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SPORTS | 15-09-2023 06:00

Rugby in Argentina: an 'elite' sport changing at a slow pace

Still overshadowed by football, rugby is growing in popularity in Argentina and starting to leave behind its domestic image of an 'upper class' sport, thanks in large part to the success of the Pumas.

While heavily overshadowed by football, rugby is growing in popularity in Argentina and starting to leave behind its domestic image of an 'upper class' sport. A slow but palpable transformation underlies today’s increasingly ambitious Pumas.

In the years before and after the start of the previous century, English, Irish and Scottish immigrants arriving in Argentina, attracted by the 'promised land' of the new continent, brought with them their 'modern' games.

The sport thrived in elite colleges, universities and clubs of the national capital at institutions now aged over 100 years old, like Belgrano, CASI (Club Atlético San Isidro), CUBA (Club Universitario Buenos Aires) or SIC (San Isidro Club), where the medical student Ernesto 'Che' Guevara became famous in the early 1950s.

It was amateur rugby back then but football had already turned professional, a growing difference.

Today, however, the rugby world "is changing due to a professional circuit within Argentine rugby,” plus Argentines emigrating to countries where rugby has already been professional for many years, “with doors opening a bit more than before to youngsters from other [social] sectors," explains Sebastián Fuentes, a social anthropologist and researcher at the CONICET scientific research council.

"There are no professional players in Argentina," affirms the Unión Argentina de Rugby (UAR), or at least a label only applying to a handful of over 100,000 rugby-players.

The Pumas all play in clubs abroad and the only professional players in the country are the Argentina XV (the second national squad) and two franchises playing in the new Super Rugby Americas league, which only runs for a few matches. And Los Pumas 7.

 

The detonator

It is popular to link the generally good results of the Pumas to the changing face of Argentine rugby.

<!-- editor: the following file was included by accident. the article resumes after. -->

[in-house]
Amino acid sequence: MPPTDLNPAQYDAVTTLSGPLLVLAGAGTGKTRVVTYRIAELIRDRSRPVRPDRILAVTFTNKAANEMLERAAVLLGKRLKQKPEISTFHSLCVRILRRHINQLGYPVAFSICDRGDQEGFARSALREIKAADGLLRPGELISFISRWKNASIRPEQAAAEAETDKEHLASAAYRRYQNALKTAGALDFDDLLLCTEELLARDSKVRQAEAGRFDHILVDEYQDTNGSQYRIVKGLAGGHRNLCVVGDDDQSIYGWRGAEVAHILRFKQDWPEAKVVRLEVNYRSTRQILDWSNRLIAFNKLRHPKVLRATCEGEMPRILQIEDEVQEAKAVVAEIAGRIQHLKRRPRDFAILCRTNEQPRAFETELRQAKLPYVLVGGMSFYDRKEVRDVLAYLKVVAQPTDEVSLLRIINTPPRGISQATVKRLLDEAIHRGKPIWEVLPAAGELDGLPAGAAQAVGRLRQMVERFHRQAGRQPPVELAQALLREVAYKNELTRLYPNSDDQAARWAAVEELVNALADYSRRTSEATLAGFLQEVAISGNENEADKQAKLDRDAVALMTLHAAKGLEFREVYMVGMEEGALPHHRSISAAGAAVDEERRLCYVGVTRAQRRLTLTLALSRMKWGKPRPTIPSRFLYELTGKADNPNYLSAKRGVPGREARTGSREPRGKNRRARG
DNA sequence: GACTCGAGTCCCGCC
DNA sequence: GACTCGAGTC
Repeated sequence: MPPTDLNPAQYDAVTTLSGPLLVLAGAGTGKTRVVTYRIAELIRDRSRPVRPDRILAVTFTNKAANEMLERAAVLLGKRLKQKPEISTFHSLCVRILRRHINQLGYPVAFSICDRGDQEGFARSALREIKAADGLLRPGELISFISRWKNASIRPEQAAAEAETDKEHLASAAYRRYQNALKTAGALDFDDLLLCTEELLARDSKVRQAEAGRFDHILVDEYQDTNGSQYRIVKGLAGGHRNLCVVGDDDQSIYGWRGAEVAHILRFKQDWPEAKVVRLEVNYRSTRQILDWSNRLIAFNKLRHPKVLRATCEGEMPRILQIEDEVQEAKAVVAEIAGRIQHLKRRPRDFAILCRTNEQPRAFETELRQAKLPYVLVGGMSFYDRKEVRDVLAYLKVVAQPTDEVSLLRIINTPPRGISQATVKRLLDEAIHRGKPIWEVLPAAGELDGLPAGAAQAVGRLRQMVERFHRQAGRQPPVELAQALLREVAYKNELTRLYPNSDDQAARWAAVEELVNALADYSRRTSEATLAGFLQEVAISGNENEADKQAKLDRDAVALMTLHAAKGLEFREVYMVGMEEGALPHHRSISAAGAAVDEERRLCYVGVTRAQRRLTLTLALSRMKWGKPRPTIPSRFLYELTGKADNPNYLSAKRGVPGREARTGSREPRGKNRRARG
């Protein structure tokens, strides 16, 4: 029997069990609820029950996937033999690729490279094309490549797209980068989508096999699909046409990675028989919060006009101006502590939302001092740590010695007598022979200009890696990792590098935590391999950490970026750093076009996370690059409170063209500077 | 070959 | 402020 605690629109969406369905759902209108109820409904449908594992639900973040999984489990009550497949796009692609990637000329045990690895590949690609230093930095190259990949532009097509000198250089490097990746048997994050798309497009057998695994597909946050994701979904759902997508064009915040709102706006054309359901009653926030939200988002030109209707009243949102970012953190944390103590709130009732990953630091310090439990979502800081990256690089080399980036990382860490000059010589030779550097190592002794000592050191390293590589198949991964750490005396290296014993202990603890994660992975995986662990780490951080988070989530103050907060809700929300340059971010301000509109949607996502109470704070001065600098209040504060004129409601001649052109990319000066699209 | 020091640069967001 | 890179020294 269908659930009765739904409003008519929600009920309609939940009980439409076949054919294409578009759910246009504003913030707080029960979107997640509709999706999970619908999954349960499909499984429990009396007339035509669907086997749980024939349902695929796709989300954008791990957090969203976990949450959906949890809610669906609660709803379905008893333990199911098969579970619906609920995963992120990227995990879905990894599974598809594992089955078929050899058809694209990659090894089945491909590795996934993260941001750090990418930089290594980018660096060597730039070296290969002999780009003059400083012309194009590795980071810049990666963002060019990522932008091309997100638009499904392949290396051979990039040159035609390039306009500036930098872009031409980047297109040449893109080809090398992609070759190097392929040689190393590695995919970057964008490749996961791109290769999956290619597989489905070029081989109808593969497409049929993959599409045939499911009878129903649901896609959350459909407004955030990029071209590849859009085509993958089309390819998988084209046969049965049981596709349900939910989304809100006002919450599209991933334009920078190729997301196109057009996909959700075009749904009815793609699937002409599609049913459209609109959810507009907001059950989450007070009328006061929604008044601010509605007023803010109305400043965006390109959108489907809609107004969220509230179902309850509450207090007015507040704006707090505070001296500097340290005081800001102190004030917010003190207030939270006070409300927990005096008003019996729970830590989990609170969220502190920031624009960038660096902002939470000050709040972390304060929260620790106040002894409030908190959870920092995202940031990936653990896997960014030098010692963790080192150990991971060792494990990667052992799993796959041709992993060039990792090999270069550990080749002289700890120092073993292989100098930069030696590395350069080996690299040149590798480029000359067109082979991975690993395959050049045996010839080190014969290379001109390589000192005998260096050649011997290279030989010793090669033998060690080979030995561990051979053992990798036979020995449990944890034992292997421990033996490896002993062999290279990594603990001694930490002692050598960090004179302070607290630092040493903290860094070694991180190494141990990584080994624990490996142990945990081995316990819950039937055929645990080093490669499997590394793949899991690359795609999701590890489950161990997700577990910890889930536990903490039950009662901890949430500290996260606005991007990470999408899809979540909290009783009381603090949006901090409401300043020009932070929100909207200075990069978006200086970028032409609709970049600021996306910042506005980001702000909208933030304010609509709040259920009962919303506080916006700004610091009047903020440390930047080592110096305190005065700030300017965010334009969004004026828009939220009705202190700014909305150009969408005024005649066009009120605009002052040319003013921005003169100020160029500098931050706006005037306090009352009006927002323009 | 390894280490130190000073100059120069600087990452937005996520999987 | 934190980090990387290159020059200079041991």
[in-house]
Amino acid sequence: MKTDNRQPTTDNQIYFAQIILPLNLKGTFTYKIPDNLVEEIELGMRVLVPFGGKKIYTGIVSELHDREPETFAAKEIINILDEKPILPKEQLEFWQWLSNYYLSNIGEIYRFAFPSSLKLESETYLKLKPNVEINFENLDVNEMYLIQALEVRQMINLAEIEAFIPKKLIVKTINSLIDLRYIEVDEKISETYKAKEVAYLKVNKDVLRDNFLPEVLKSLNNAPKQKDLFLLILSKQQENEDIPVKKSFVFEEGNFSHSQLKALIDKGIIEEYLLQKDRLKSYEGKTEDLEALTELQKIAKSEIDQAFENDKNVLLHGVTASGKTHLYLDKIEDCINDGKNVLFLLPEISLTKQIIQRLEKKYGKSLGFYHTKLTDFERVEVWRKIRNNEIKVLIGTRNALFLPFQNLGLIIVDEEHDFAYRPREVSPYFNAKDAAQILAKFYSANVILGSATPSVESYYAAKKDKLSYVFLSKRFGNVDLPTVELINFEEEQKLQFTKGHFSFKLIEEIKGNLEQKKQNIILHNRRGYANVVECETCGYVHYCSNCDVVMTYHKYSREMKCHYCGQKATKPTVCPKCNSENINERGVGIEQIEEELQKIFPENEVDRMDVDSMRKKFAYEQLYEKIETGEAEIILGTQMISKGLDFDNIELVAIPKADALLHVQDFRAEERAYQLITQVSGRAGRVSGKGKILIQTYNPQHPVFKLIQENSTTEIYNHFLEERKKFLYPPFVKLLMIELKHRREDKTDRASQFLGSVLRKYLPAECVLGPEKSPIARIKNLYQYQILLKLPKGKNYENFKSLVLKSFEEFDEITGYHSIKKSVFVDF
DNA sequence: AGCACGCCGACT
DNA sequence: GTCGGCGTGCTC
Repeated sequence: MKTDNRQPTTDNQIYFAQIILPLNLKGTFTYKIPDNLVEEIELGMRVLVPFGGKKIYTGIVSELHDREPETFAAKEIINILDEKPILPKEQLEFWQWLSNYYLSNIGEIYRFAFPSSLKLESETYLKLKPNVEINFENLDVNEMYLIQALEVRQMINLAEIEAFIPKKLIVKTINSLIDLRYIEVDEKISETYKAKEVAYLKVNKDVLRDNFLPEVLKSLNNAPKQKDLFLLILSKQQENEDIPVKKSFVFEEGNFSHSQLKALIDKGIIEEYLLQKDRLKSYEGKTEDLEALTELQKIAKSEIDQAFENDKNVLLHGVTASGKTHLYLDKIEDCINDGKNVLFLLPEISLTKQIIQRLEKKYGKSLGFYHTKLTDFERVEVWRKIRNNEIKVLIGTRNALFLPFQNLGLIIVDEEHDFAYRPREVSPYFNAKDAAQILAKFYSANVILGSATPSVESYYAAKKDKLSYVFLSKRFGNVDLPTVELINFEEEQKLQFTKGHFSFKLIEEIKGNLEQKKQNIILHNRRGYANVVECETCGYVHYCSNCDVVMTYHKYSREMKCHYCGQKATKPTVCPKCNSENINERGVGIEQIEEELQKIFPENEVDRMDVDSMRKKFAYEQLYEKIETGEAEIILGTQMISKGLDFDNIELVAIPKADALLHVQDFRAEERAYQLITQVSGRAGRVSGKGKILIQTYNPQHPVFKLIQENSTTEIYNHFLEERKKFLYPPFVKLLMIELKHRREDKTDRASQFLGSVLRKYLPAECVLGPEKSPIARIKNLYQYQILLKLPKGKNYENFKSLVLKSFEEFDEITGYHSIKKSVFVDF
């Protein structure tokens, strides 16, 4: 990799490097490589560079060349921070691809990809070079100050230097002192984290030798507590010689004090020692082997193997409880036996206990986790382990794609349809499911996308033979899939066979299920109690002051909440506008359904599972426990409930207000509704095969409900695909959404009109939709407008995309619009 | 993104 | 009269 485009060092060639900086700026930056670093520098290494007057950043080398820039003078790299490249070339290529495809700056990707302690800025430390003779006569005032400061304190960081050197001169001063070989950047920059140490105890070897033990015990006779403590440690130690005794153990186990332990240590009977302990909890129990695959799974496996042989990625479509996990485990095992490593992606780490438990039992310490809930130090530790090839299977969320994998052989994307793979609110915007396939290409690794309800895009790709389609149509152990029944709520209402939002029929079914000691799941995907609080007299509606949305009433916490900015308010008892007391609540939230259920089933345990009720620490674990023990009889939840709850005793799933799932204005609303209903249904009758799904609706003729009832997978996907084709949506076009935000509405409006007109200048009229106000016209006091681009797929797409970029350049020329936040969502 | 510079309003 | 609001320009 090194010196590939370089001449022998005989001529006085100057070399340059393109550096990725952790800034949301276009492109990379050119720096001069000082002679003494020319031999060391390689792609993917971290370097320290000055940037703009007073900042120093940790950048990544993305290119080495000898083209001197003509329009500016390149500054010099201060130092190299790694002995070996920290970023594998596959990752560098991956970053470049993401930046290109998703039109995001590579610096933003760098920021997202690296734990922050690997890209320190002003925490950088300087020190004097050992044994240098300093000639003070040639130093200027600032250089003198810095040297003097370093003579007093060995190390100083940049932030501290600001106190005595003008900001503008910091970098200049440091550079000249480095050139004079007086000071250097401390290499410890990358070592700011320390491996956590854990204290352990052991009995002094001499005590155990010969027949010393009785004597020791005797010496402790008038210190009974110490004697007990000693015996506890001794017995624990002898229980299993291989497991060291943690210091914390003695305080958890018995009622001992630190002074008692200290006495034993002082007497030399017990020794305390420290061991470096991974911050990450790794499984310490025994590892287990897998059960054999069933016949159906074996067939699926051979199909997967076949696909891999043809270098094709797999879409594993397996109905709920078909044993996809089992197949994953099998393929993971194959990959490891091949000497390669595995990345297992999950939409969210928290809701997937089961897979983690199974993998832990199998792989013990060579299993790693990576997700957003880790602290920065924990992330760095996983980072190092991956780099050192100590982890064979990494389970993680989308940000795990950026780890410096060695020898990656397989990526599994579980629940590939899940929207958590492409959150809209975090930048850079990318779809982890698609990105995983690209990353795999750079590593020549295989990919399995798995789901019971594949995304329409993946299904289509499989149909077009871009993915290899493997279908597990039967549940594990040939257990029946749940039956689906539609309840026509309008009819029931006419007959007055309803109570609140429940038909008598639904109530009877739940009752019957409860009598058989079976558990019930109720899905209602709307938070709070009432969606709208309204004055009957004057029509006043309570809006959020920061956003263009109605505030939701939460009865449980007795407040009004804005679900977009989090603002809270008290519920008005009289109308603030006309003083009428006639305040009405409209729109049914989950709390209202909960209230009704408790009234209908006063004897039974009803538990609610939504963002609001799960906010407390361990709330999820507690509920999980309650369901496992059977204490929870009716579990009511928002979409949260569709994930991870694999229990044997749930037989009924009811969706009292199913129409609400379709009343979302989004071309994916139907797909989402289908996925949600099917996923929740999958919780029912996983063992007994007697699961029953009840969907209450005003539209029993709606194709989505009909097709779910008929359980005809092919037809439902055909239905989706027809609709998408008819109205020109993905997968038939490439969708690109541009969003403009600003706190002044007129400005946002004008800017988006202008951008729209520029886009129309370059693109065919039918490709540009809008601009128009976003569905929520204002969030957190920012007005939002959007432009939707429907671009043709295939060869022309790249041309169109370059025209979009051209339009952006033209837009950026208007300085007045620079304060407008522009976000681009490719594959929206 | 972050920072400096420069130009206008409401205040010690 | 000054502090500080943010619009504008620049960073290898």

For emblematic former national team captain Agustín Pichot, rugby "is a huge niche" although he admits that "football is something else."

"[The year] 2007 was a great, big detonator," with Argentina’s third-place finish in the World Cup, its best performance in its history, assures Jorge Busico, a veteran rugby columnist and founder of a school for journalism in Buenos Aires.

With the Pumas finishing as World Cup medallists, "many more people started to play rugby and more clubs were created [today there are almost 600]. There was a really major expansion of rugby in Argentina," he adds. 

In the wake of this growth, the UAR has launched an unprecedented high performance programme.

Momentum was reinforced by Argentina’s entry into the Rugby Championship in 2012 alongside the All Blacks, the Wallabies and the Springboks. The ex-Jaguars followed in their tracks in Super Rugby, accompanied by the good results of Los Pumas 7, bronze medallists at the Tokyo 2020 Summer Olympics in 2021 and frequent winners on the circuit over the past couple of years.

But the advance towards professionalism worries local clubs, the reservoir of amateur rugby.

Chronic economic downturn (annual inflation is running at 124 percent per annum) has triggered a growing exodus of young players to Europe, not only to major leagues like the French but also to minor leagues like Italy, Spain or Portugal.

"There is a whole culture of rugby being played for money. Today’s players, unlike 15 or 20 years ago, want to earn money playing rugby," highlights Busico.

 

Self-criticism

Rugby is simultaneously undergoing a cultural transformation. 

Over the last 20 years a more social and inclusive side has arisen with clubs in low-income neighbourhoods, such as the pioneering Virreyes RC (2003) and Latin America’s first LGBT+ club, Ciervos Pampas (2012), in Buenos Aires City. 

Women are increasingly joining clubs "with a stronger working-class component than their masculine counterparts" and even indigenous communities, notes Fuentes.

But the sport’s reputation dies hard. 

In 2020, a story about some racist tweets posted eight years back, when many of the current Pumas were still in their teens, earned Pablo Matera a media storm with the obligation of a public apology and the loss of his captaincy.

Earlier this year a high-profile trial of six young rugby-players from a minor club in Zárate, Buenos Aires Province, who bashed a youth to death outside a nightclub in the summer of 2020, revived the debate over the DNA of this sport, branded by many as "violent," "machista," "racist" and reserved for the rich.

"We’ve been very strongly self-critical and hopefully such an ugly and painful event has at least served for us to realise," affirmed Pichot, speaking at that time with no holds barred about the tragedy and the excesses of rugby where violence has been made natural.

Busico highlighted that while rugby "long belonged to an elite class, this is no longer the case ... but yet it has not ceased to be a sport played by a certain class," thus affirming its difference from other sports and the rest of society. 

For that reason, an episode like the crime of the six rugby-players deserves even greater condemnation in his estimation. 

Should the Pumas notch up that historic performance which is within their reach at the ongoing World Cup in France, this could help rugby to make amends and help the sport to grow.

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by Philippe Bernes-Lasserre, AFP

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